The Mark Service is associated with the printer 20 (FIGS. 2 and 3) and a VCM Queue is associated with the User Interface, as on, for example, the Xerox Document Centre 35 digital copier. As will be appreciated by those skilled in the art, both of the Mark Service and the User Interface are key components in developing and maintaining the VCM Queue. For example, the complexion of the VCM Queue is constantly being altered as a result of activity in the Mark Service, while a significant amount of control is asserted on the VCM Queue as a function of communication with the User Interface.
Referring still to FIG. 4, the HTTP server 107 further includes a common gateway interface ("CGI") designated with the numeral 140. As discussed above, the CGI, through use of suitable software, permits output responsive to user provided parameters, to be communicated to the client 100. More particularly, in practice, a client user develops a query (including a set of parameters) which requests an output from a remote network system, such as the printing system 12. In one example, a request may be made with respect to information regarding the order of jobs in a queue or the current settings of the printing system. As will be appreciated by those skilled in the art, a query may be directed toward a wide range of information associated with the printing system and the remote network system being queried could include a system other than a printing system--for instance, the remote network system could include a stand-alone scanning device.
Referring now to FIG. 5, the HTTP server 107 with its related CGI 140 are shown in greater detail. As shown in the illustrated embodiment of FIG. 5, the CGI 140 includes a CGI script 142 communicating with a query parser 144. In particular, the CGI script informs the parser as to the information requested by way of an incoming query. The query parser communicates with a set of files Q(i) which may, in one example, be stored in mass memory 76 (FIG. 3). Preferably, each file, as will appear, is formatted as an extended HTML file. Additionally, the query parser 144 communicates with a query resolver 146, which query resolver "looks to" the document manager 108 for pertinent dynamic information called for by a query. The query resolver communicates with the formatter 148 for passing the dynamic information thereto. Output of the query parser 144 and the formatter 148 are relayed to the HTTP server 107.
To appreciate the problem solved by the preferred embodiment, reference is made to FIGS. 6A and 6B. In the prior art, as illustrated in FIG. 6A, an HTTP server communicates with the CGI, which CGI includes a plurality of programs or "scripts". A first program facilitates acquisition of a first type of query information (e.g. information regarding the jobs currently residing in a print queue of the printing system 12 (FIG. 4)), a second program facilitates acquisition of a second type of query information (e.g. machine settings for the printing system 12), and so on. In prior art systems, a response to a query, as shown on a "web page" includes certain idenitfying information (e.g. source of data), referred to as "static" information and other "dynamic" information showing a current state of a subsystem with which the query corresponds. In one example, the dynamic information may comprise current state information from a target queue.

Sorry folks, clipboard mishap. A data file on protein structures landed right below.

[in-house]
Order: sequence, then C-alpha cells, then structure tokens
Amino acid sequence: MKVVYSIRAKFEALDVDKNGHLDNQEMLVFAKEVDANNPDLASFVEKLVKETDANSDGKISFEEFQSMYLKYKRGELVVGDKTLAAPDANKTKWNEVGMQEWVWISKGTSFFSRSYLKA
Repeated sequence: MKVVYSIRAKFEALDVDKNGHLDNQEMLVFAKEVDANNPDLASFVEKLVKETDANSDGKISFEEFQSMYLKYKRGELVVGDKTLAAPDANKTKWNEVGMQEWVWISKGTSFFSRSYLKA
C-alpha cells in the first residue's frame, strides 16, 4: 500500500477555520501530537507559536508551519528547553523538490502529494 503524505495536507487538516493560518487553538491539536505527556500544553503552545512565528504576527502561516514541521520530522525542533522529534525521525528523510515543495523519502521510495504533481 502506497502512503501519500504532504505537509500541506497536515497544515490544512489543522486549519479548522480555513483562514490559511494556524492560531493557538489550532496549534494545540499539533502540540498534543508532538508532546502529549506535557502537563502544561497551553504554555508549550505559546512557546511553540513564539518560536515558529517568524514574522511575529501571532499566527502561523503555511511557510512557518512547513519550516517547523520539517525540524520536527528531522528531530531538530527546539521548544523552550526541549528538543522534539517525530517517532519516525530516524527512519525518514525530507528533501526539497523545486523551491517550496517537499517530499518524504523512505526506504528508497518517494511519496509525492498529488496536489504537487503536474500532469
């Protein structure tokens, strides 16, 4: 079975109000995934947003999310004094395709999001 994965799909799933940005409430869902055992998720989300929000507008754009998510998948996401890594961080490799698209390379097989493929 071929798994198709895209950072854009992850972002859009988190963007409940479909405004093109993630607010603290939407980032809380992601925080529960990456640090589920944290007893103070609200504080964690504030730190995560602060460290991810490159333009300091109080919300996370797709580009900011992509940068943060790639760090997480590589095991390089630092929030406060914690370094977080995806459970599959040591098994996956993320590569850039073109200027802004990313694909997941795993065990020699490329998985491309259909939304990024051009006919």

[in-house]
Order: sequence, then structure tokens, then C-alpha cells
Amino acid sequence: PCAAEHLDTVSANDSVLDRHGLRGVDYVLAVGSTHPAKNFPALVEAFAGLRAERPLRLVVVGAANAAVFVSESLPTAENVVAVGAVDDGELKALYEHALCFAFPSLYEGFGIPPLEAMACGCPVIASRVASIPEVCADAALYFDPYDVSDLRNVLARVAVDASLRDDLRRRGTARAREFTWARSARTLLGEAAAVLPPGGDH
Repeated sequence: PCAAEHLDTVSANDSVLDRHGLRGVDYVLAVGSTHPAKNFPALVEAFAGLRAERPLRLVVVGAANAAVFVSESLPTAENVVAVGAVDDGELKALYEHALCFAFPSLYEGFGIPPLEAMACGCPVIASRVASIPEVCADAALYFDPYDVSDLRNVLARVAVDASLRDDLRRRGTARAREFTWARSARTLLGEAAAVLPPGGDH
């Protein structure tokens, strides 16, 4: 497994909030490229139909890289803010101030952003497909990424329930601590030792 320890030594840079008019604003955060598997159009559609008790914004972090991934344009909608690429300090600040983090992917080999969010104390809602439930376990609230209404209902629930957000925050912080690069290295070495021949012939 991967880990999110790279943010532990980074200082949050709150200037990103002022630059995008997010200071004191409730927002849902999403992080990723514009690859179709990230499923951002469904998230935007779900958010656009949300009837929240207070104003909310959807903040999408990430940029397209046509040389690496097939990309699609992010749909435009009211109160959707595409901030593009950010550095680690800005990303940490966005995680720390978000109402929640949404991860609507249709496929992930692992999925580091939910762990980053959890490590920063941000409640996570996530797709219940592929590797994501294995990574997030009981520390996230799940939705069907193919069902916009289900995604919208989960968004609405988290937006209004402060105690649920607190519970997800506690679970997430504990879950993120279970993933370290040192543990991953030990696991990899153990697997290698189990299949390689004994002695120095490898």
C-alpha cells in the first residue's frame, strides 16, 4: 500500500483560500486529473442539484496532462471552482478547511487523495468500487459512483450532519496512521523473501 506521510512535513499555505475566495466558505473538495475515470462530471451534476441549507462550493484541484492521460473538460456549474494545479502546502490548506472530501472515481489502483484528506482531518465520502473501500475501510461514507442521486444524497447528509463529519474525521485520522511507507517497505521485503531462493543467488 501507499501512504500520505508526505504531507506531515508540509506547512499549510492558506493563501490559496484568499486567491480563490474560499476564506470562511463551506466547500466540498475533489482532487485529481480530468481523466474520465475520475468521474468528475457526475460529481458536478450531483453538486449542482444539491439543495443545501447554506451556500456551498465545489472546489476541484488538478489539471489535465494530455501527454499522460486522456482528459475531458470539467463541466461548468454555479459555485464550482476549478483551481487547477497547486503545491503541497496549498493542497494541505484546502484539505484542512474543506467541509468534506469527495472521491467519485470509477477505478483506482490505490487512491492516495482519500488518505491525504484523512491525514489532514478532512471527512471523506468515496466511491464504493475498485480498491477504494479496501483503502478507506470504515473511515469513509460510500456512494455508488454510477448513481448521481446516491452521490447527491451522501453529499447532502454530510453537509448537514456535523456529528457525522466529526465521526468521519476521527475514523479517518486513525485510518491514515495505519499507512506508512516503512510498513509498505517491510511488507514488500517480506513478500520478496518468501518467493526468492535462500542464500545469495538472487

The following example is provided to convey one known approach for developing the web page in the prior art arrangement of FIG. 6A. In particular, it may be desired to create a web page with the following information:
where "Sta--" indicates that the information to be displayed is static, and "DyInfo" indicates that the information to be displayed is dynamic.
In the illustrated embodiment of FIG. 6A, the above page is generated by way of the following scheme wich includes the following instructions:
where the term "Print" is used in a sense comparable with "writing."
It should be appreciated that the above page printing/writing scheme is specific to the particular query to which it relates. That is, while the above printing scheme may be suitable for writing a web page showing the current state of a queue, it is not necessarily appropriate for writing a web page showing machine settings since certain static information for the queue web page will not be the same as certain static information for the machine settings web page. For example, information, such as "StaB" may not relate to the machine settings web page at all. Moreover, the order of information presentation tends to vary among query based web pages to be displayed. Accordingly, it is understood that separate programs must be written to correspond respectively with separate queries. This is disadvantageous in that writing a program for each query can be time consuming.
Referring to FIGS. 5 and 6B, an approach, in which one program is used in conjunction with multiple files, is discussed. Referring first to FIG. 6B, the query parser 144 is corresponded with a plurality of files 152, which files are stored in a suitable memory location, such as disk 76 (FIGS. 3 and 5). Each file 152 (i.e. file 1, file 2, . . . file n) is associated with a particular set of static information required to generate a web page for a corresponding query as well as the marker designating where the dynamic state information is to be placed on the web page. For instance, file 1 may include all of the static information required to fill out the static information portion(s) of a queue web page.
Referring still to FIG. 6B, further discussion with respect to the extended HTML is provided. Preferably, the query parser is provided with the following parsing program (including the following instructions):
______________________________________ Copy File Q(i) If <Dynamic> Get DyInfo Print DyInfo Return______________________________________